Kids and families are spending more time online than ever before. The internet can be a truly valuable resource for kids, as it provides educational material, fun games, and ways to connect with friends. However, it can also be a playground for things like cyberbullying, malicious content, and bad actors who seek to prey on kids and their families for things such as identity theft, criminal activity, and more.
So just like wearing bike helmets and seatbelts, we need to practice good cyber hygiene skills when we’re online to ensure we stay protected.
Parents, guardians, and teachers, here are some tips you can share with kids and students to ensure they stay safe:
As a mother of two young kids myself, I know the importance of keeping kids safe wherever they go, including online. Here are some things parents can do to ensure the safety of their kids.
First, talk to kids about your expectations for them online. Consider setting boundaries that may include rules about how long they’re allowed to be on the computer, what sites they’re allowed to visit, what software programs they can use, what tasks or activities they’re allowed to do based upon age appropriateness, knowledge, and maturity.
Cyber hygiene doesn’t stop here, keep computers in an open area like the living room or kitchen so you can see certain behaviors that you could intervene before something bad happens.
Many internet service providers offer parental controls, sometimes for free, specifically designed to protect kids online, restricting access to websites and communication features, such as email, chat, and instant messaging by age, content, time limits, and other categories for students. Contact your internet service provider (ISP) to see if any of these services are available.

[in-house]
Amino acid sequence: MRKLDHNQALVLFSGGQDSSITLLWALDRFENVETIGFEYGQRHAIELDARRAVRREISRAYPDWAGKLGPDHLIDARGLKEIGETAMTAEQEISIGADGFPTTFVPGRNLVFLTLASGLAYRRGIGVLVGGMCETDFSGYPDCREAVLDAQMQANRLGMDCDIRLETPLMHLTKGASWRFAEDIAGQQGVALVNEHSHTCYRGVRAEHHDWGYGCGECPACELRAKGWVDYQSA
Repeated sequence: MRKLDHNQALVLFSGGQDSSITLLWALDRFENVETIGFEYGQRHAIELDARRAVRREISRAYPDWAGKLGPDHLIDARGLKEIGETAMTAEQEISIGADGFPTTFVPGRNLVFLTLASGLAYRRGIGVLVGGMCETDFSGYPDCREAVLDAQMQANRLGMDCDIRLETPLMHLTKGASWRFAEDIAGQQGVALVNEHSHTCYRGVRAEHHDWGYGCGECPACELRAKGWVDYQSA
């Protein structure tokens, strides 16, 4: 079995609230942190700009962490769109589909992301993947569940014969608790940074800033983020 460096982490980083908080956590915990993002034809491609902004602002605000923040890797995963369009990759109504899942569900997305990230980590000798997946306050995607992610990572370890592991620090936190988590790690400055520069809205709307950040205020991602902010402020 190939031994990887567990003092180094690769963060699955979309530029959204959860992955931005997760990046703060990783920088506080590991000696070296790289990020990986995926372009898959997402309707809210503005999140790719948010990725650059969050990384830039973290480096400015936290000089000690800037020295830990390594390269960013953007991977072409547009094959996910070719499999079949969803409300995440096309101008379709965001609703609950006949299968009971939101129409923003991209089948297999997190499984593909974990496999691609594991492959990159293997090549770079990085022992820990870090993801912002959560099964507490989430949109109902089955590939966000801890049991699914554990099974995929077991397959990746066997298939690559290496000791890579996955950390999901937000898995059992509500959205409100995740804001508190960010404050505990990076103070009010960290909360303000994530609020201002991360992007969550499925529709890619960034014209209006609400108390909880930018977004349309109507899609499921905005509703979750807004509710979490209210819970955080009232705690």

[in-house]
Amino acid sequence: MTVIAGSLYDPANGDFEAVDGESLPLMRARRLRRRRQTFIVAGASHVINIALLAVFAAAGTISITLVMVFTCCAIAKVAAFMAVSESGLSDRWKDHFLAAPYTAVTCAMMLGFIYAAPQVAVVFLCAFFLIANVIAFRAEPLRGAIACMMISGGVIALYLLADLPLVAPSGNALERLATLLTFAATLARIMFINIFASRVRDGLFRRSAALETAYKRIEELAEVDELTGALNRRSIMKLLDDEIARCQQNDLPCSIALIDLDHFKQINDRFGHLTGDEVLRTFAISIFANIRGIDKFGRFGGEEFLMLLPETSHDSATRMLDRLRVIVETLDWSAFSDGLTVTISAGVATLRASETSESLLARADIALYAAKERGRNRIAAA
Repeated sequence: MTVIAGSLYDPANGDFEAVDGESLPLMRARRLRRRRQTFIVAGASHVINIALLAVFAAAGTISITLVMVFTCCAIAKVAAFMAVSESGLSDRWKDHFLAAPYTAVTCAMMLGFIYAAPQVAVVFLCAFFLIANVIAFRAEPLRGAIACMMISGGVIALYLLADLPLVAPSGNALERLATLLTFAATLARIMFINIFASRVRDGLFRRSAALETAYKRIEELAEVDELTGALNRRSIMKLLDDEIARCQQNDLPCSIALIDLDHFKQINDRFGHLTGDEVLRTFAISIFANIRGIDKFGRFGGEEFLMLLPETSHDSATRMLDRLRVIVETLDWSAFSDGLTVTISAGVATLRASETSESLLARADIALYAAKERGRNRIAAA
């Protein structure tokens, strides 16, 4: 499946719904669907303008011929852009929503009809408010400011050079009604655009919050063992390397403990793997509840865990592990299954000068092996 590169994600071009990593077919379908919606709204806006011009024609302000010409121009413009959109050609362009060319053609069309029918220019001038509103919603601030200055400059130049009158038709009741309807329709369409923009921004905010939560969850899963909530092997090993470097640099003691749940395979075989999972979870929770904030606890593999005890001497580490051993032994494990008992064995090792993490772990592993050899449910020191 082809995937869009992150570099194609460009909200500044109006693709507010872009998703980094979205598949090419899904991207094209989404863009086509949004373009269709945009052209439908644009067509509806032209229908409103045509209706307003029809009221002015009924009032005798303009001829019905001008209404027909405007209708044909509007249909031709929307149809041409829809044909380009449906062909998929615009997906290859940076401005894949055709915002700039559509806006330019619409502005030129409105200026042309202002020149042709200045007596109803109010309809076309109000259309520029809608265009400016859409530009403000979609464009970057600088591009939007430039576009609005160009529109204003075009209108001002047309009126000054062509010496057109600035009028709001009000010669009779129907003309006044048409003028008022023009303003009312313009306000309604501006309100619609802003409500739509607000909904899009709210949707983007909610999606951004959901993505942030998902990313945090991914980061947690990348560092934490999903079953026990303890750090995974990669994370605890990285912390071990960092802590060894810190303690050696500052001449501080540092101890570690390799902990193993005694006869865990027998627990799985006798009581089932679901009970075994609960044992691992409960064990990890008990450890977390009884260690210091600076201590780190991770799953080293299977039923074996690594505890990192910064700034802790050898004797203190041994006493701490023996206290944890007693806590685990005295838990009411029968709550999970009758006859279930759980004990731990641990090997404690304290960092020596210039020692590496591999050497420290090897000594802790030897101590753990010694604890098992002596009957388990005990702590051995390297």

In addition, you may be able to set some parental controls within your web browsers. Some browsers allow you to restrict or allow only certain websites to be viewed on your computer, and you can protect these settings with a password.
While no technology is foolproof, there are also commercial software applications available that you can install to add an additional layer of protection by monitoring, filtering, and restricting access to dangerous content.
It’s important that you know what your child is doing on the computer, including which websites they’re visiting. If they’re using email, instant message, or chat rooms, make sure you have a sense of who they’re communicating with and that your child actually knows the people they’re talking to, and be sure to prioritize privacy.
Check their privacy settings on social media sites to prevent strangers from accessing personal information. These settings may not always be set up properly by default.
You should talk to your family about being cautious of fake and malicious websites and potential scams like fake emails. Make it clear that no one should click on any suspect links or open any unexpected email attachments.
And finally, have the conversation with your kids that if it sees something on a website, in an email, or in a chat room that doesn’t seem right or makes them uncomfortable, that they can come to you with their questions and concerns.
As part of Fortinet's Training Advancement Agenda (TAA) and my continued commitment to educating kids on cyber hygiene best practices, I co-wrote “Cyber Safe: A Dog’s Guide to Internet Security,” a book written to educate our youth about internet safety.
Learn more about this book and see how it can help young kids stay safe online.
Find out more about how Fortinet’s Training Advancement Agenda (TAA) and NSE Training Institute programs, including the Certification Program, Security Academy Program and Veterans Program, are helping to solve the cyber skills gap and prepare the cybersecurity workforce of tomorrow.